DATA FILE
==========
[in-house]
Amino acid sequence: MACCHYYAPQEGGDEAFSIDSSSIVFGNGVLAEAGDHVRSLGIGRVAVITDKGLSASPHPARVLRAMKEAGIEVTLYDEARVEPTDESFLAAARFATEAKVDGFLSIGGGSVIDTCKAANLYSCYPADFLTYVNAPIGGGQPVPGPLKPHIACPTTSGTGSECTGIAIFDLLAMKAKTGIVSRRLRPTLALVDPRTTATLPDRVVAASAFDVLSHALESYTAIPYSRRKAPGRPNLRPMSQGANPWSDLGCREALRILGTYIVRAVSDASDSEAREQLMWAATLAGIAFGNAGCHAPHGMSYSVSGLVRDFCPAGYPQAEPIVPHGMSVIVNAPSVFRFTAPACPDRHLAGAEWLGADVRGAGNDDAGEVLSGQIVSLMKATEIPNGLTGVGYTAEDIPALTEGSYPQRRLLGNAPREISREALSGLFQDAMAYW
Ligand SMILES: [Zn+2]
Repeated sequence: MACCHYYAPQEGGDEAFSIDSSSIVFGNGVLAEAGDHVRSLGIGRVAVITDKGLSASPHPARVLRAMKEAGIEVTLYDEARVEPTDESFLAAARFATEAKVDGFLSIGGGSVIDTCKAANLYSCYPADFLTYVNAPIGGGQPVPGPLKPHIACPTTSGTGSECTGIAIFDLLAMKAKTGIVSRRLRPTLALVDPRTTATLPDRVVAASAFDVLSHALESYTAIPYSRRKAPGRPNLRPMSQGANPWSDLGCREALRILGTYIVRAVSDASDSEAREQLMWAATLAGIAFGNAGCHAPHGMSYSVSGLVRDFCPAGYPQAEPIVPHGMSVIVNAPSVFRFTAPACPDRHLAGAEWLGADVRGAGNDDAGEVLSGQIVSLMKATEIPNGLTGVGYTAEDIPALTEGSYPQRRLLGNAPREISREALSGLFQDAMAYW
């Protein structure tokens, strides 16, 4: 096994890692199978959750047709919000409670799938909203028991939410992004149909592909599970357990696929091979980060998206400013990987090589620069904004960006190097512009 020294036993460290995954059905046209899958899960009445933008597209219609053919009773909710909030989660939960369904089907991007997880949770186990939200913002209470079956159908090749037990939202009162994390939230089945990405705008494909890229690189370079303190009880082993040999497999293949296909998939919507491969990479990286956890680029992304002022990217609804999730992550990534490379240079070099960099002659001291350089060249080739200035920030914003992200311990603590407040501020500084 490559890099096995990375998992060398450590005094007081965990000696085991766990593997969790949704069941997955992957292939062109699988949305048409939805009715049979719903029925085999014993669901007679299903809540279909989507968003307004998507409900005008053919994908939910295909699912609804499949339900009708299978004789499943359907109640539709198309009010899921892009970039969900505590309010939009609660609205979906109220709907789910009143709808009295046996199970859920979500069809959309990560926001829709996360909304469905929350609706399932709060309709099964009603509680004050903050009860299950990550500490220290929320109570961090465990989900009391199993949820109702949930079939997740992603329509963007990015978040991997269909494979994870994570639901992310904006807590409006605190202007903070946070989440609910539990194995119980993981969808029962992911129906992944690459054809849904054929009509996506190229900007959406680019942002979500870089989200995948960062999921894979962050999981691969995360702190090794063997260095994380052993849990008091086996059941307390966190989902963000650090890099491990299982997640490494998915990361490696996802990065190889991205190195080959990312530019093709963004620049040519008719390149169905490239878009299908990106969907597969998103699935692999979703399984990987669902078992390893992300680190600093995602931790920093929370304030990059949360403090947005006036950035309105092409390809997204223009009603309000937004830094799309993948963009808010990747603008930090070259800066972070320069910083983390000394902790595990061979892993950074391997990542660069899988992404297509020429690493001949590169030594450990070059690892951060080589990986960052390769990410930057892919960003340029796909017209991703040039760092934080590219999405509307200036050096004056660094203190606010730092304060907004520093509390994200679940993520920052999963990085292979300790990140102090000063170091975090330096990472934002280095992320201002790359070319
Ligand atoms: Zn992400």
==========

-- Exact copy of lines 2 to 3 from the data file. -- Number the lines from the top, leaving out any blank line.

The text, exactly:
Amino acid sequence: MACCHYYAPQEGGDEAFSIDSSSIVFGNGVLAEAGDHVRSLGIGRVAVITDKGLSASPHPARVLRAMKEAGIEVTLYDEARVEPTDESFLAAARFATEAKVDGFLSIGGGSVIDTCKAANLYSCYPADFLTYVNAPIGGGQPVPGPLKPHIACPTTSGTGSECTGIAIFDLLAMKAKTGIVSRRLRPTLALVDPRTTATLPDRVVAASAFDVLSHALESYTAIPYSRRKAPGRPNLRPMSQGANPWSDLGCREALRILGTYIVRAVSDASDSEAREQLMWAATLAGIAFGNAGCHAPHGMSYSVSGLVRDFCPAGYPQAEPIVPHGMSVIVNAPSVFRFTAPACPDRHLAGAEWLGADVRGAGNDDAGEVLSGQIVSLMKATEIPNGLTGVGYTAEDIPALTEGSYPQRRLLGNAPREISREALSGLFQDAMAYW
Ligand SMILES: [Zn+2]